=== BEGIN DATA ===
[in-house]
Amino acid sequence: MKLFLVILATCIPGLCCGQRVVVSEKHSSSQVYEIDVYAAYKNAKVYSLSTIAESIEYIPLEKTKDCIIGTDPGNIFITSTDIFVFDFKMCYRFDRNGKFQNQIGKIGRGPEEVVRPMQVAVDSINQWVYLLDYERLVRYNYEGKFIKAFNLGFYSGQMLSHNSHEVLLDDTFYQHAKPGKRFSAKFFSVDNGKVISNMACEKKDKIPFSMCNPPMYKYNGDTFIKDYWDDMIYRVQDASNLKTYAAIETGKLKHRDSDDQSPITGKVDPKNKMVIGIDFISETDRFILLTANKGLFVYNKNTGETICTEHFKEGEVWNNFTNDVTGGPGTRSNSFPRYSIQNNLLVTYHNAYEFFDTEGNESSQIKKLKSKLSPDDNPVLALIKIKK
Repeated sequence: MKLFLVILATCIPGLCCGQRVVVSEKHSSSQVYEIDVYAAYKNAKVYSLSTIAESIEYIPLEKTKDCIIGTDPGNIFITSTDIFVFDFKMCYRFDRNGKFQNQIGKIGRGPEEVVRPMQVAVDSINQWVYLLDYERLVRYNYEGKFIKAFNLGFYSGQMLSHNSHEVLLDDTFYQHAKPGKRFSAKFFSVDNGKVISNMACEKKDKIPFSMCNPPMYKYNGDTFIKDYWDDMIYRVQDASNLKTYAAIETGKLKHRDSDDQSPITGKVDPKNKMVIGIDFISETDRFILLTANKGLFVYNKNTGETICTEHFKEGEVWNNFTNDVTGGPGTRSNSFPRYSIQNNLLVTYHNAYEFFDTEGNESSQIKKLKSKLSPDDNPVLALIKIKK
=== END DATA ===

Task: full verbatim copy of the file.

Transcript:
[in-house]
Amino acid sequence: MKLFLVILATCIPGLCCGQRVVVSEKHSSSQVYEIDVYAAYKNAKVYSLSTIAESIEYIPLEKTKDCIIGTDPGNIFITSTDIFVFDFKMCYRFDRNGKFQNQIGKIGRGPEEVVRPMQVAVDSINQWVYLLDYERLVRYNYEGKFIKAFNLGFYSGQMLSHNSHEVLLDDTFYQHAKPGKRFSAKFFSVDNGKVISNMACEKKDKIPFSMCNPPMYKYNGDTFIKDYWDDMIYRVQDASNLKTYAAIETGKLKHRDSDDQSPITGKVDPKNKMVIGIDFISETDRFILLTANKGLFVYNKNTGETICTEHFKEGEVWNNFTNDVTGGPGTRSNSFPRYSIQNNLLVTYHNAYEFFDTEGNESSQIKKLKSKLSPDDNPVLALIKIKK
Repeated sequence: MKLFLVILATCIPGLCCGQRVVVSEKHSSSQVYEIDVYAAYKNAKVYSLSTIAESIEYIPLEKTKDCIIGTDPGNIFITSTDIFVFDFKMCYRFDRNGKFQNQIGKIGRGPEEVVRPMQVAVDSINQWVYLLDYERLVRYNYEGKFIKAFNLGFYSGQMLSHNSHEVLLDDTFYQHAKPGKRFSAKFFSVDNGKVISNMACEKKDKIPFSMCNPPMYKYNGDTFIKDYWDDMIYRVQDASNLKTYAAIETGKLKHRDSDDQSPITGKVDPKNKMVIGIDFISETDRFILLTANKGLFVYNKNTGETICTEHFKEGEVWNNFTNDVTGGPGTRSNSFPRYSIQNNLLVTYHNAYEFFDTEGNESSQIKKLKSKLSPDDNPVLALIKIKK